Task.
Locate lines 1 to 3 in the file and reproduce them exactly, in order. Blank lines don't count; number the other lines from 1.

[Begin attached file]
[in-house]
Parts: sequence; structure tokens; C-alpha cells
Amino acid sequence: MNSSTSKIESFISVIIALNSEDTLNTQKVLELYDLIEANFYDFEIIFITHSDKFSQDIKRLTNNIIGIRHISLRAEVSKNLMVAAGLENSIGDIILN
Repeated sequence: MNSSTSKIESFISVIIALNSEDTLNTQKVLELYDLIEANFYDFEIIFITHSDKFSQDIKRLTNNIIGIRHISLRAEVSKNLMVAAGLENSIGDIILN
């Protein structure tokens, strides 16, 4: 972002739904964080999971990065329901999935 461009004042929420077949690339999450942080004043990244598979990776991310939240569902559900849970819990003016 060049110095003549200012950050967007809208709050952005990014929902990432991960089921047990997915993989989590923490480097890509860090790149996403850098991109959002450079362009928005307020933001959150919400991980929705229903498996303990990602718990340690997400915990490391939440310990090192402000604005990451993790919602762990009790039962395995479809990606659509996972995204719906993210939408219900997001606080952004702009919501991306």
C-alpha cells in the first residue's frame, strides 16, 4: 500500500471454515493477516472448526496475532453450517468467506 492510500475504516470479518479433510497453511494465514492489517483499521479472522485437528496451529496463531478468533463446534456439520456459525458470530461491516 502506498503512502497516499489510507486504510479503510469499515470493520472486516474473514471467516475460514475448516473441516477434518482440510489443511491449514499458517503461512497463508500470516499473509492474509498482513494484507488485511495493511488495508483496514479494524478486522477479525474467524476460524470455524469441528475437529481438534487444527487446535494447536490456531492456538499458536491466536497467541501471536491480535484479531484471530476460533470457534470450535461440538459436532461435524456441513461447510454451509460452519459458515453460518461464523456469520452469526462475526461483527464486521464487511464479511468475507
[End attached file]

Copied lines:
[in-house]
Parts: sequence; structure tokens; C-alpha cells
Amino acid sequence: MNSSTSKIESFISVIIALNSEDTLNTQKVLELYDLIEANFYDFEIIFITHSDKFSQDIKRLTNNIIGIRHISLRAEVSKNLMVAAGLENSIGDIILN